Last weekend was “a little crazy” for Brian Jensen.
On Friday, he returned home around 12:30 a.m. from the Greater Madison Chamber of Commerce trip to California’s Silicon Valley, where Jensen’s company, Fishidy, was one of five start-ups that pitched to West Coast venture capitalists.
Six hours later, Jensen headed back out the door to Lake Waubesa, where a Detroit production company interviewed him for a TV program, “Start Up,” that will feature three Madison companies in episodes to air on public television this fall.
Though Fishidy is all about sharing fishing hot spots with friends, out on the lake Saturday, Jensen did more talking about the technology than angling for fish, he said. “We caught a couple of bass. ... Nothing big, about 14 to 15 inches.”
Fishidy; crowdsourced MobCraft Beer; and music marketplace Murfie will be part of the second season of “Start Up” this fall. “There’s a major support system and entrepreneurial boom that’s happening around Madison,” program creator and host Gary Bredow said. “It just seemed like a natural thing for us to include Madison this year.”
Four Milwaukee enterprises were highlighted last season: The Gouda Girls; the Iron Horse Hotel; It’z My Party Cakery; and Newaukee.
The program offers advice from such experts as Priceline co-founder Scott Case and Angie Hicks, founder of Angie’s List. “It disguises as a business show but it’s really human interest — how people are able to be successful by following their passion,” Bredow said.
Madison had an atmosphere that “Start Up” didn’t sense elsewhere, producer Jenny Feterovich said. “Everybody knows each other and everybody supports each other. ... You guys have a great vibe. We’re really impressed,” she said.
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In addition to the Madison trio of start-ups, this fall’s episodes will feature companies in cities that include Atlanta; St. Louis; Minneapolis; Cedar Rapids, Iowa; Nashville, Tennessee; and Birmingham, Alabama.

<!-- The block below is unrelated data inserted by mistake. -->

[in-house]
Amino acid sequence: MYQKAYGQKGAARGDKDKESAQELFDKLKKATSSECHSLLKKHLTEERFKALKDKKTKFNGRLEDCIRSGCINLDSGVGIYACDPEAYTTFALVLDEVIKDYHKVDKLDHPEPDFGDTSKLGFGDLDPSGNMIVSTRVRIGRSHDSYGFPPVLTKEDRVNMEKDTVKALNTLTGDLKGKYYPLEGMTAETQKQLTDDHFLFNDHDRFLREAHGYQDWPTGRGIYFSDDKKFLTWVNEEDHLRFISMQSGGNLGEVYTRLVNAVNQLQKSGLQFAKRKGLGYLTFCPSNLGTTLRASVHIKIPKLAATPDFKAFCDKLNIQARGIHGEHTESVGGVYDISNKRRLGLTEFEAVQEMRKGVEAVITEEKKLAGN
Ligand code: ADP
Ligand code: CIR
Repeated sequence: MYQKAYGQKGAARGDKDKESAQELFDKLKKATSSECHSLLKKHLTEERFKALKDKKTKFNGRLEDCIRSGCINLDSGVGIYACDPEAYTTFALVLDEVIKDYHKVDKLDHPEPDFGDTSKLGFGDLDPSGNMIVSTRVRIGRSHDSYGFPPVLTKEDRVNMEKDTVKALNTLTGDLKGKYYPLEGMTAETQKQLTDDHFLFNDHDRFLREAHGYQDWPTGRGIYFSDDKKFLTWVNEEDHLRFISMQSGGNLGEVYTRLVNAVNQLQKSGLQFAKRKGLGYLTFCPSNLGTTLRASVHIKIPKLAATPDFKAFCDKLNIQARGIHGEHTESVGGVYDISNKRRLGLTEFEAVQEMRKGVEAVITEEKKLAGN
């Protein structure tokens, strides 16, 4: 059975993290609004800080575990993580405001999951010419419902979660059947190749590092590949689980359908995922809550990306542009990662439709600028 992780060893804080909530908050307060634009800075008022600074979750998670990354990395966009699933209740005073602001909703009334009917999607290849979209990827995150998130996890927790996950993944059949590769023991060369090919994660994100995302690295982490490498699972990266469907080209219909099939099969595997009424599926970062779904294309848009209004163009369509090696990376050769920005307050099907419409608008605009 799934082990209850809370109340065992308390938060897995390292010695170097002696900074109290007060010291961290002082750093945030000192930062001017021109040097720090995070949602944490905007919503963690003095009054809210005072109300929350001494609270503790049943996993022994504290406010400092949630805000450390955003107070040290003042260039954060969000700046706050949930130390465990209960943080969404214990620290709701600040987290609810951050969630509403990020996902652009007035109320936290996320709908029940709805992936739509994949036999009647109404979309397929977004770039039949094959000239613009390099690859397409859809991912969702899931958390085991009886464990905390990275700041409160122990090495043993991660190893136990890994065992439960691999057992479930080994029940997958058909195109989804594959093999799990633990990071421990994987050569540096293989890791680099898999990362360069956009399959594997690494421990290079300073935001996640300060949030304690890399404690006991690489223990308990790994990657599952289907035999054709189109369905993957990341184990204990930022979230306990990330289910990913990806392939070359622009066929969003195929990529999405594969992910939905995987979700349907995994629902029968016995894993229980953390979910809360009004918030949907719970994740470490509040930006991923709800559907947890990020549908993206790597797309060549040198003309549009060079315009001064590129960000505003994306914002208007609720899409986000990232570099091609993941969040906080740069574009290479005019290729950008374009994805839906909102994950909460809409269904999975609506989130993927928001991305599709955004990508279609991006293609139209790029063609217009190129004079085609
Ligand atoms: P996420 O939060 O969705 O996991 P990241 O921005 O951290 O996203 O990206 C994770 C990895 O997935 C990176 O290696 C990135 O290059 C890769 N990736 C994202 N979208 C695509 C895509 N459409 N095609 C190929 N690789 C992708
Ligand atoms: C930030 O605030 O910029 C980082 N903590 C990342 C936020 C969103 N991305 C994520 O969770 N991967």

Taming Silicon Valley’s storied investors
Fishidy; Catalyze; EatStreet; MdotLabs; and Propeller Health spoke to six venture capitalists June 25 at the new Epiphany hotel in Palo Alto, California. Chamber president Zach Brandon hopes those investors will have an epiphany of their own after hearing from Madison’s start-ups.
Afterward, 80 people attended a reception hosted by Wisconsin Economic Development Corp., a sponsor with the State of Wisconsin Investment Board, the Wisconsin Alumni Research Foundation and the Michael Best & Friedrich law firm.
“I was a little reluctant when I went out,” Jensen said. “I didn’t know that they really understand the market that we’re in. But they actually were very excited about what we were doing.”
He said he got nibbles from potential investors in Fishidy’s next funding round — the company closed on $1.5 million in June. Jensen said Silicon Valley investors have deeper pockets than those in the Midwest.
“I had one say to me, ‘I just raised a very small fund of $1 billion.’ It was clear the amount of capital they have to deploy is greater than we have here,” said Jensen.
Brandon said he hopes to make the West Coast trip a regular outing, adding, “The ultimate goal is bringing them here.”